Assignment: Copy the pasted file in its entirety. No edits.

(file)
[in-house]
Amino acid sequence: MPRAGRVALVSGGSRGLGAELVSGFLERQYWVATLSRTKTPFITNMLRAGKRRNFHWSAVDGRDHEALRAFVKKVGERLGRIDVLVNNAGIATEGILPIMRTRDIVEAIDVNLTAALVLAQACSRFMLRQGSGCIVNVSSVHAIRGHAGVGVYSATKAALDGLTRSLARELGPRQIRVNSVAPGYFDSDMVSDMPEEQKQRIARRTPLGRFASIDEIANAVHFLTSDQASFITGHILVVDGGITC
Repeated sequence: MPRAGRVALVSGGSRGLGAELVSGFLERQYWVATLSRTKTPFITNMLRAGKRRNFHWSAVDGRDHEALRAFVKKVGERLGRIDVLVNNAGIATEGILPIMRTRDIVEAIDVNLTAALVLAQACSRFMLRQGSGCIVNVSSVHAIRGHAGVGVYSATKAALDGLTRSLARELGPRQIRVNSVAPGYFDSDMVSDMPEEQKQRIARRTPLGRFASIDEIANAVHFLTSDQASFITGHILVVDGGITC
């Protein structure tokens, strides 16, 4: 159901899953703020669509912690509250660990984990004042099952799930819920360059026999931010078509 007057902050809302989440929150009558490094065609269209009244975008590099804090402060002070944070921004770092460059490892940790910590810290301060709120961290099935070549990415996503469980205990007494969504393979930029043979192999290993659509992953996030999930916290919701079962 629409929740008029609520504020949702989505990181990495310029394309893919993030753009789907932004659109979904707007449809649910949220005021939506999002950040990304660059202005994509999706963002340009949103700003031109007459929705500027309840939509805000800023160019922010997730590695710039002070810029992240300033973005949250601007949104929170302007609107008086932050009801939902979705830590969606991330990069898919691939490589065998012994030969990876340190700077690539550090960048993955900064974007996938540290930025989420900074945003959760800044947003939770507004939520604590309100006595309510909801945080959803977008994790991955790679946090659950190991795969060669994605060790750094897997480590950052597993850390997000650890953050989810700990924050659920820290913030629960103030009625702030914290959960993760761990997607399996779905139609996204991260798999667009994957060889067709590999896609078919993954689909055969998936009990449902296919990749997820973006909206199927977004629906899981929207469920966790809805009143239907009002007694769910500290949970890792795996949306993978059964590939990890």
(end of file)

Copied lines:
[in-house]
Amino acid sequence: MPRAGRVALVSGGSRGLGAELVSGFLERQYWVATLSRTKTPFITNMLRAGKRRNFHWSAVDGRDHEALRAFVKKVGERLGRIDVLVNNAGIATEGILPIMRTRDIVEAIDVNLTAALVLAQACSRFMLRQGSGCIVNVSSVHAIRGHAGVGVYSATKAALDGLTRSLARELGPRQIRVNSVAPGYFDSDMVSDMPEEQKQRIARRTPLGRFASIDEIANAVHFLTSDQASFITGHILVVDGGITC
Repeated sequence: MPRAGRVALVSGGSRGLGAELVSGFLERQYWVATLSRTKTPFITNMLRAGKRRNFHWSAVDGRDHEALRAFVKKVGERLGRIDVLVNNAGIATEGILPIMRTRDIVEAIDVNLTAALVLAQACSRFMLRQGSGCIVNVSSVHAIRGHAGVGVYSATKAALDGLTRSLARELGPRQIRVNSVAPGYFDSDMVSDMPEEQKQRIARRTPLGRFASIDEIANAVHFLTSDQASFITGHILVVDGGITC
């Protein structure tokens, strides 16, 4: 159901899953703020669509912690509250660990984990004042099952799930819920360059026999931010078509 007057902050809302989440929150009558490094065609269209009244975008590099804090402060002070944070921004770092460059490892940790910590810290301060709120961290099935070549990415996503469980205990007494969504393979930029043979192999290993659509992953996030999930916290919701079962 629409929740008029609520504020949702989505990181990495310029394309893919993030753009789907932004659109979904707007449809649910949220005021939506999002950040990304660059202005994509999706963002340009949103700003031109007459929705500027309840939509805000800023160019922010997730590695710039002070810029992240300033973005949250601007949104929170302007609107008086932050009801939902979705830590969606991330990069898919691939490589065998012994030969990876340190700077690539550090960048993955900064974007996938540290930025989420900074945003959760800044947003939770507004939520604590309100006595309510909801945080959803977008994790991955790679946090659950190991795969060669994605060790750094897997480590950052597993850390997000650890953050989810700990924050659920820290913030629960103030009625702030914290959960993760761990997607399996779905139609996204991260798999667009994957060889067709590999896609078919993954689909055969998936009990449902296919990749997820973006909206199927977004629906899981929207469920966790809805009143239907009002007694769910500290949970890792795996949306993978059964590939990890």